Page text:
That would allow Americans to carry on with their lives and limit the damage to the domestic economy from the drastic isolation measures taken by China and other nations. It would prevent deaths and, as a political bonus to Trump, boost his argument for reelection.
“Because of all we’ve done, the risk to the American people remains very low,” Trump said at a news conference with medical experts at the White House, who nonetheless warned that the virus’ trajectory in the US was “uncertain” and that they were bracing for more cases.
But as evidence emerges that the virus may have gained a toehold inside the US in addition to other countries, Democratic candidates have slammed Trump’s sunny outlook on containment, while also arguing that the patchwork, costly nature of the nation’s private health care system poses a threat to the country’s ability to manage a deadly pandemic.
“We need a president who does not play politics with our health and national security,” Democratic front-runner Sen. Bernie Sanders of Vermont said in a statement Thursday. He urged support for his “Medicare for All” plan to create a national health care system “so everyone can see a doctor or get a vaccine for free.”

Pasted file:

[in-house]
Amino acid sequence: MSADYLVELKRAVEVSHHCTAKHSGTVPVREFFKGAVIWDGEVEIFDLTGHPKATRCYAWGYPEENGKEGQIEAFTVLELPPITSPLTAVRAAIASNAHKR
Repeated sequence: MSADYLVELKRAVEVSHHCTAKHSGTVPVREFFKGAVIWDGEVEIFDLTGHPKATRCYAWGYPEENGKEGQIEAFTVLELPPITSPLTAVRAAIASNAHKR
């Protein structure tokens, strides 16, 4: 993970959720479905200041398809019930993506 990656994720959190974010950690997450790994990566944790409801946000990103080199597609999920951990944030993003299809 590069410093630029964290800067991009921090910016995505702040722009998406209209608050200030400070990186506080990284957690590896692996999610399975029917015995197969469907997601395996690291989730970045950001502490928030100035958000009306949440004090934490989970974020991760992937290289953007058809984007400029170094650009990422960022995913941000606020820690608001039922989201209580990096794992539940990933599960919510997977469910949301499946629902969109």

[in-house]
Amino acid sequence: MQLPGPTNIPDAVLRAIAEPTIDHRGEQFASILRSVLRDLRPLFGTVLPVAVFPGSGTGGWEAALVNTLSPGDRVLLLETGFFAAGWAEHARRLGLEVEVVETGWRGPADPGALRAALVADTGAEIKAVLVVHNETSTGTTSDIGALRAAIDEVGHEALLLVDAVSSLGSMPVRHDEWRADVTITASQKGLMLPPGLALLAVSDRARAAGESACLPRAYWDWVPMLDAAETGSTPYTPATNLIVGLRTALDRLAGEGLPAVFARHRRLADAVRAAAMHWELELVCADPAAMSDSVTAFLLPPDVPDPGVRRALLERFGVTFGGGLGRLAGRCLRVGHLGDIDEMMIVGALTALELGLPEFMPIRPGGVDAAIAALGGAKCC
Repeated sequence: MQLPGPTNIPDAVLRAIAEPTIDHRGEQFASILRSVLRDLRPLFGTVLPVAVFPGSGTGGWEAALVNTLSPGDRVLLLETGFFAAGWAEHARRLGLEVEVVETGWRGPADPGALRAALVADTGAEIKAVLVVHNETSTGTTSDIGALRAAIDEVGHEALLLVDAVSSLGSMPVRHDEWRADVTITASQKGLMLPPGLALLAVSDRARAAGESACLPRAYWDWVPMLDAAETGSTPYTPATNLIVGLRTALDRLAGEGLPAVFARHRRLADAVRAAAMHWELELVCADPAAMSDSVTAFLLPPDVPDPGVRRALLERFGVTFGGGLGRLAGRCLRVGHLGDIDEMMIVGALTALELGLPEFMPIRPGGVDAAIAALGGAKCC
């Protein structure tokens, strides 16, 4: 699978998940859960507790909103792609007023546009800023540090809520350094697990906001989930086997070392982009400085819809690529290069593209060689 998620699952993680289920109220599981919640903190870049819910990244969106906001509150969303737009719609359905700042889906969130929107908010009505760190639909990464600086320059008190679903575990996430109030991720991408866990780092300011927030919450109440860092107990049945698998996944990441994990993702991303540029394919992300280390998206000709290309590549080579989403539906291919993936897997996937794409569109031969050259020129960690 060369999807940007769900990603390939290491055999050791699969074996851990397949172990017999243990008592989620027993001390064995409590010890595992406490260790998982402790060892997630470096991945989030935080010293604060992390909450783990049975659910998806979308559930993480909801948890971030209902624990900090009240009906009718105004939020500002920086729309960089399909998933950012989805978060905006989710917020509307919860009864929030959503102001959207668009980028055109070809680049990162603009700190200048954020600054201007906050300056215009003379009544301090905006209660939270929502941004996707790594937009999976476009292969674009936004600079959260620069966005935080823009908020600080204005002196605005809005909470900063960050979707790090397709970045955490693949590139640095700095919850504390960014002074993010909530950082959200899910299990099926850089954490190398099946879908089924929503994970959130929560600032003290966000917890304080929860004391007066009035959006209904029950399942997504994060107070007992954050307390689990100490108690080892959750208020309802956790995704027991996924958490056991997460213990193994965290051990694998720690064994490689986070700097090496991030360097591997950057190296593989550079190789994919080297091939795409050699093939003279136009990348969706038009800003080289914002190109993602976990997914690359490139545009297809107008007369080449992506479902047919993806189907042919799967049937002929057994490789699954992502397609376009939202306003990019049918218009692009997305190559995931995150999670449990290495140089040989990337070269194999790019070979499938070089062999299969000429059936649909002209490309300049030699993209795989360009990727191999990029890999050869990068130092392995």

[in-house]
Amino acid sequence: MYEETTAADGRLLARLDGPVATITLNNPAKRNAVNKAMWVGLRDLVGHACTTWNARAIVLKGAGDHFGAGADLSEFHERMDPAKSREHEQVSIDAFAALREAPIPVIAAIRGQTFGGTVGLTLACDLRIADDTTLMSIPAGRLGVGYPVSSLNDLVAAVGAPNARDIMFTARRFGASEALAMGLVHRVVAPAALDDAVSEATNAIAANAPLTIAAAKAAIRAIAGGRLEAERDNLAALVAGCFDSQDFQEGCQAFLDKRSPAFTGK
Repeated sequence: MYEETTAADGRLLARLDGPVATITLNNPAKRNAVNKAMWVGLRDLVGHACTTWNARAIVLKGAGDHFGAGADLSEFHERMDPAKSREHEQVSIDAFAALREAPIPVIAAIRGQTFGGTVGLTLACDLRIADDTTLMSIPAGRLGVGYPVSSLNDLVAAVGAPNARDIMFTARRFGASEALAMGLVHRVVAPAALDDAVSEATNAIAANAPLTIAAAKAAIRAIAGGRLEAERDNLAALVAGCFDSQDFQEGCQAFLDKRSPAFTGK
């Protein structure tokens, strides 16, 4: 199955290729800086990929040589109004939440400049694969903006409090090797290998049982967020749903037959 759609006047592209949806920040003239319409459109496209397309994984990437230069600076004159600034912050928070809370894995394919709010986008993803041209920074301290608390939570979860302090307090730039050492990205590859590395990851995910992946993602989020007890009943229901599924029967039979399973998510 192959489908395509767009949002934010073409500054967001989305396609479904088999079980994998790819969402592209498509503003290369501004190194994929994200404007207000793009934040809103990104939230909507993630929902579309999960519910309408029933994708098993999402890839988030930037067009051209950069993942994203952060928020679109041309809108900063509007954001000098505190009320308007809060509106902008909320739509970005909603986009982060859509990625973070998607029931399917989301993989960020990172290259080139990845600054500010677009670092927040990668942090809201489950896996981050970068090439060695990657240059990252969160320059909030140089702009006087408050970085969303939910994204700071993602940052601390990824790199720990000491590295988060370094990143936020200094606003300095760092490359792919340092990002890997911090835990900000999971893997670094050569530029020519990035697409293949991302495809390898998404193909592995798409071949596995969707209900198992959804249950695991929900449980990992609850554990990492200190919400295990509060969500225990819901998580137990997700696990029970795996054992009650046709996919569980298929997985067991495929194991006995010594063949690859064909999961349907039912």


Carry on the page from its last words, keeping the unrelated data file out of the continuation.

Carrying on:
As stories circulate of some coronavirus tests costing as much as $1,400, Pete Buttigieg, the former mayor of South Bend said that insurance costs and coverage barriers could “get in the way of the opportunity to delay the spread of infection.”
Sen. Elizabeth Warren of Massachusetts has attacked the administration’s “outrageous” refusal to promise a coronavirus vaccine would be affordable for all Americans.
In a USA Today op-ed, former Vice President Joe Biden slammed Trump’s attempted budget cuts to national health and disease-prevention agencies, which Congress has ignored by instead boosting financing for the National Institutes of Health and the Centers for Disease Control and Prevention.
Former New York Mayor Michael R. Bloomberg broadcast an attack ad against Trump over his management of the virus. Fellow billionaire candidate Tom Steyer warned that Trump’s management “risks a (Hurricane) Katrina-level disaster for our country.”
A pandemic poses a unique threat to the political process. Unlike an earthquake or a terrorist attack, a pandemic is not an unforeseeable event, potentially giving officials weeks or even months to prepare. A World Health Organization official on Friday declined to call the coronavirus outbreak a pandemic, but scientists have previously said it could reach that level.